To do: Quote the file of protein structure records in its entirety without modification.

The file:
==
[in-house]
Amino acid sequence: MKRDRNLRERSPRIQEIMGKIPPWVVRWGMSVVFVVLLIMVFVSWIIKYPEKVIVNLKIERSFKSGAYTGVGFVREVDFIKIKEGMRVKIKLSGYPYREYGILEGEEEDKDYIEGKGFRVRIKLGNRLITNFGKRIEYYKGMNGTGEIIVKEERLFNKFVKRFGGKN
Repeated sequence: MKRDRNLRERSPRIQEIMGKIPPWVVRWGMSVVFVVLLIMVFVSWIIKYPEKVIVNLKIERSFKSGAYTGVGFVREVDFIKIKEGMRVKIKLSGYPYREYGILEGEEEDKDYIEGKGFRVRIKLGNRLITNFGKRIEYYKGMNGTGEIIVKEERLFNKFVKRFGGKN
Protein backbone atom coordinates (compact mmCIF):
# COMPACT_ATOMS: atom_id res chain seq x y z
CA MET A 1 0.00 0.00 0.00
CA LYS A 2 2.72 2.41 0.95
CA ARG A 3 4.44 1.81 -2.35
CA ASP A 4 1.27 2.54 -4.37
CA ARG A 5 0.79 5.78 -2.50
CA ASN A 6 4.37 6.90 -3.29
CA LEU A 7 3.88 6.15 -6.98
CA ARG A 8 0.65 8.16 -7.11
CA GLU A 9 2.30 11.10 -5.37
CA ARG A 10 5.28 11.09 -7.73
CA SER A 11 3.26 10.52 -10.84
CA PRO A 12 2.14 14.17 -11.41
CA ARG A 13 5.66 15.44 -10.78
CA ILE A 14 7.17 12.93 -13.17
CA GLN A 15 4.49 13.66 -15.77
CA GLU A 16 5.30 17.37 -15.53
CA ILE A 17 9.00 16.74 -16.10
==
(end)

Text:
[in-house]
Amino acid sequence: MKRDRNLRERSPRIQEIMGKIPPWVVRWGMSVVFVVLLIMVFVSWIIKYPEKVIVNLKIERSFKSGAYTGVGFVREVDFIKIKEGMRVKIKLSGYPYREYGILEGEEEDKDYIEGKGFRVRIKLGNRLITNFGKRIEYYKGMNGTGEIIVKEERLFNKFVKRFGGKN
Repeated sequence: MKRDRNLRERSPRIQEIMGKIPPWVVRWGMSVVFVVLLIMVFVSWIIKYPEKVIVNLKIERSFKSGAYTGVGFVREVDFIKIKEGMRVKIKLSGYPYREYGILEGEEEDKDYIEGKGFRVRIKLGNRLITNFGKRIEYYKGMNGTGEIIVKEERLFNKFVKRFGGKN
Protein backbone atom coordinates (compact mmCIF):
# COMPACT_ATOMS: atom_id res chain seq x y z
CA MET A 1 0.00 0.00 0.00
CA LYS A 2 2.72 2.41 0.95
CA ARG A 3 4.44 1.81 -2.35
CA ASP A 4 1.27 2.54 -4.37
CA ARG A 5 0.79 5.78 -2.50
CA ASN A 6 4.37 6.90 -3.29
CA LEU A 7 3.88 6.15 -6.98
CA ARG A 8 0.65 8.16 -7.11
CA GLU A 9 2.30 11.10 -5.37
CA ARG A 10 5.28 11.09 -7.73
CA SER A 11 3.26 10.52 -10.84
CA PRO A 12 2.14 14.17 -11.41
CA ARG A 13 5.66 15.44 -10.78
CA ILE A 14 7.17 12.93 -13.17
CA GLN A 15 4.49 13.66 -15.77
CA GLU A 16 5.30 17.37 -15.53
CA ILE A 17 9.00 16.74 -16.10